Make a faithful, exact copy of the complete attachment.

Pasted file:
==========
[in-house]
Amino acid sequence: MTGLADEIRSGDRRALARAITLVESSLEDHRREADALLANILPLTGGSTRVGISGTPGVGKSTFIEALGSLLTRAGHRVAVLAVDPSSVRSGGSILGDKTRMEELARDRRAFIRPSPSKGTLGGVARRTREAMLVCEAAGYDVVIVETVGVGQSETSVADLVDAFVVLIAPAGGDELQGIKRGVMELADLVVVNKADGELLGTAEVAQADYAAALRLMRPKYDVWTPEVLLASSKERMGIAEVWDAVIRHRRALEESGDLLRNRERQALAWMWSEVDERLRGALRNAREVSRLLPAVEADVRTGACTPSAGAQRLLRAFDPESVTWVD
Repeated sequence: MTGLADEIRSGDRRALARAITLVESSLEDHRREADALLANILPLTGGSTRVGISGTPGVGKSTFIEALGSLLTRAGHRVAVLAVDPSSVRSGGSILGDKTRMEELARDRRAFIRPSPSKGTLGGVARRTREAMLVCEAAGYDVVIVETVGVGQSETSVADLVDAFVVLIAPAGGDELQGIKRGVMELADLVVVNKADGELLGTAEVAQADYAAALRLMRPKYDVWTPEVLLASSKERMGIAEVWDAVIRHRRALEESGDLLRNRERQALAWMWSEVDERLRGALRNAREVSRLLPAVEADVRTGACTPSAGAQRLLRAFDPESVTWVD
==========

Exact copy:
[in-house]
Amino acid sequence: MTGLADEIRSGDRRALARAITLVESSLEDHRREADALLANILPLTGGSTRVGISGTPGVGKSTFIEALGSLLTRAGHRVAVLAVDPSSVRSGGSILGDKTRMEELARDRRAFIRPSPSKGTLGGVARRTREAMLVCEAAGYDVVIVETVGVGQSETSVADLVDAFVVLIAPAGGDELQGIKRGVMELADLVVVNKADGELLGTAEVAQADYAAALRLMRPKYDVWTPEVLLASSKERMGIAEVWDAVIRHRRALEESGDLLRNRERQALAWMWSEVDERLRGALRNAREVSRLLPAVEADVRTGACTPSAGAQRLLRAFDPESVTWVD
Repeated sequence: MTGLADEIRSGDRRALARAITLVESSLEDHRREADALLANILPLTGGSTRVGISGTPGVGKSTFIEALGSLLTRAGHRVAVLAVDPSSVRSGGSILGDKTRMEELARDRRAFIRPSPSKGTLGGVARRTREAMLVCEAAGYDVVIVETVGVGQSETSVADLVDAFVVLIAPAGGDELQGIKRGVMELADLVVVNKADGELLGTAEVAQADYAAALRLMRPKYDVWTPEVLLASSKERMGIAEVWDAVIRHRRALEESGDLLRNRERQALAWMWSEVDERLRGALRNAREVSRLLPAVEADVRTGACTPSAGAQRLLRAFDPESVTWVD